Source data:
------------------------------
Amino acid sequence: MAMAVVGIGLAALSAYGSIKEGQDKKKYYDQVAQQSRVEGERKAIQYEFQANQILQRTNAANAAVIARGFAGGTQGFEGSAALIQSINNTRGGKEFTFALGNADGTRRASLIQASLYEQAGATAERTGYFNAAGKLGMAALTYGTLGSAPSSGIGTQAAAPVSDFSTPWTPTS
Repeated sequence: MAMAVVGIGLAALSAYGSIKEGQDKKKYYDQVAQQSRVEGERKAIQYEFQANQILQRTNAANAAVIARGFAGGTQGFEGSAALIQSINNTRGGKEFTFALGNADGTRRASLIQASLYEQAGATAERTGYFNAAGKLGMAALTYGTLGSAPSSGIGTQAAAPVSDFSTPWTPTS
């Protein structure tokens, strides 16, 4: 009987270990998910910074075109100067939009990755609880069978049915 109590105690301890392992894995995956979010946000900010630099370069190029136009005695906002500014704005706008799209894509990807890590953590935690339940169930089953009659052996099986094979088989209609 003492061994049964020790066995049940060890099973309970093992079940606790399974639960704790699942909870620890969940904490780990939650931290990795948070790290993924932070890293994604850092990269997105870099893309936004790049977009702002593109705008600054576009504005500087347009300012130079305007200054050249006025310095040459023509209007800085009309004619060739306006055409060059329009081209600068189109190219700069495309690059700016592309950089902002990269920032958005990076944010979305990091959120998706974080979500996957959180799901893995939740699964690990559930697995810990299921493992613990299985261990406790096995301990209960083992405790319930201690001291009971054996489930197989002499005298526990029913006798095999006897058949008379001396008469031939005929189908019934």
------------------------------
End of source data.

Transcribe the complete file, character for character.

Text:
Amino acid sequence: MAMAVVGIGLAALSAYGSIKEGQDKKKYYDQVAQQSRVEGERKAIQYEFQANQILQRTNAANAAVIARGFAGGTQGFEGSAALIQSINNTRGGKEFTFALGNADGTRRASLIQASLYEQAGATAERTGYFNAAGKLGMAALTYGTLGSAPSSGIGTQAAAPVSDFSTPWTPTS
Repeated sequence: MAMAVVGIGLAALSAYGSIKEGQDKKKYYDQVAQQSRVEGERKAIQYEFQANQILQRTNAANAAVIARGFAGGTQGFEGSAALIQSINNTRGGKEFTFALGNADGTRRASLIQASLYEQAGATAERTGYFNAAGKLGMAALTYGTLGSAPSSGIGTQAAAPVSDFSTPWTPTS
């Protein structure tokens, strides 16, 4: 009987270990998910910074075109100067939009990755609880069978049915 109590105690301890392992894995995956979010946000900010630099370069190029136009005695906002500014704005706008799209894509990807890590953590935690339940169930089953009659052996099986094979088989209609 003492061994049964020790066995049940060890099973309970093992079940606790399974639960704790699942909870620890969940904490780990939650931290990795948070790290993924932070890293994604850092990269997105870099893309936004790049977009702002593109705008600054576009504005500087347009300012130079305007200054050249006025310095040459023509209007800085009309004619060739306006055409060059329009081209600068189109190219700069495309690059700016592309950089902002990269920032958005990076944010979305990091959120998706974080979500996957959180799901893995939740699964690990559930697995810990299921493992613990299985261990406790096995301990209960083992405790319930201690001291009971054996489930197989002499005298526990029913006798095999006897058949008379001396008469031939005929189908019934």